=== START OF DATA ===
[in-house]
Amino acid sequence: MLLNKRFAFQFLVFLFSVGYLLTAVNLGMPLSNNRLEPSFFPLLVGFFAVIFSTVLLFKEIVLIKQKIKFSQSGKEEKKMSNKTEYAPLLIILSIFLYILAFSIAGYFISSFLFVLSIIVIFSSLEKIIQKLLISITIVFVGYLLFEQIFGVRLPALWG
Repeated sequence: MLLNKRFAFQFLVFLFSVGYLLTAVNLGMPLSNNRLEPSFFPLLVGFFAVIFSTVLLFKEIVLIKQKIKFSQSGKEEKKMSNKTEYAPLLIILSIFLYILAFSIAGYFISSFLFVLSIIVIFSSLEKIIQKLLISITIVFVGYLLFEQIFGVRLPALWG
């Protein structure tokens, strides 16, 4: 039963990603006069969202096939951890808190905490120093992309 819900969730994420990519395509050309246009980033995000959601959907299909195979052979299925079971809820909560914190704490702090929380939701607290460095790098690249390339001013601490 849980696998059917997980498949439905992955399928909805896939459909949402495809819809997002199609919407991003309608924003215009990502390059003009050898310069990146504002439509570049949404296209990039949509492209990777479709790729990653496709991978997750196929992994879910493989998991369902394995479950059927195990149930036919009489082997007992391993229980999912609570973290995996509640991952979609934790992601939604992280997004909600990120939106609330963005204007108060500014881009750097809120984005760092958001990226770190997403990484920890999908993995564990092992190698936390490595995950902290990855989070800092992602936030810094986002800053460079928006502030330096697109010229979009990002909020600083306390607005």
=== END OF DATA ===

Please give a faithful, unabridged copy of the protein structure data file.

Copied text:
[in-house]
Amino acid sequence: MLLNKRFAFQFLVFLFSVGYLLTAVNLGMPLSNNRLEPSFFPLLVGFFAVIFSTVLLFKEIVLIKQKIKFSQSGKEEKKMSNKTEYAPLLIILSIFLYILAFSIAGYFISSFLFVLSIIVIFSSLEKIIQKLLISITIVFVGYLLFEQIFGVRLPALWG
Repeated sequence: MLLNKRFAFQFLVFLFSVGYLLTAVNLGMPLSNNRLEPSFFPLLVGFFAVIFSTVLLFKEIVLIKQKIKFSQSGKEEKKMSNKTEYAPLLIILSIFLYILAFSIAGYFISSFLFVLSIIVIFSSLEKIIQKLLISITIVFVGYLLFEQIFGVRLPALWG
């Protein structure tokens, strides 16, 4: 039963990603006069969202096939951890808190905490120093992309 819900969730994420990519395509050309246009980033995000959601959907299909195979052979299925079971809820909560914190704490702090929380939701607290460095790098690249390339001013601490 849980696998059917997980498949439905992955399928909805896939459909949402495809819809997002199609919407991003309608924003215009990502390059003009050898310069990146504002439509570049949404296209990039949509492209990777479709790729990653496709991978997750196929992994879910493989998991369902394995479950059927195990149930036919009489082997007992391993229980999912609570973290995996509640991952979609934790992601939604992280997004909600990120939106609330963005204007108060500014881009750097809120984005760092958001990226770190997403990484920890999908993995564990092992190698936390490595995950902290990855989070800092992602936030810094986002800053460079928006502030330096697109010229979009990002909020600083306390607005």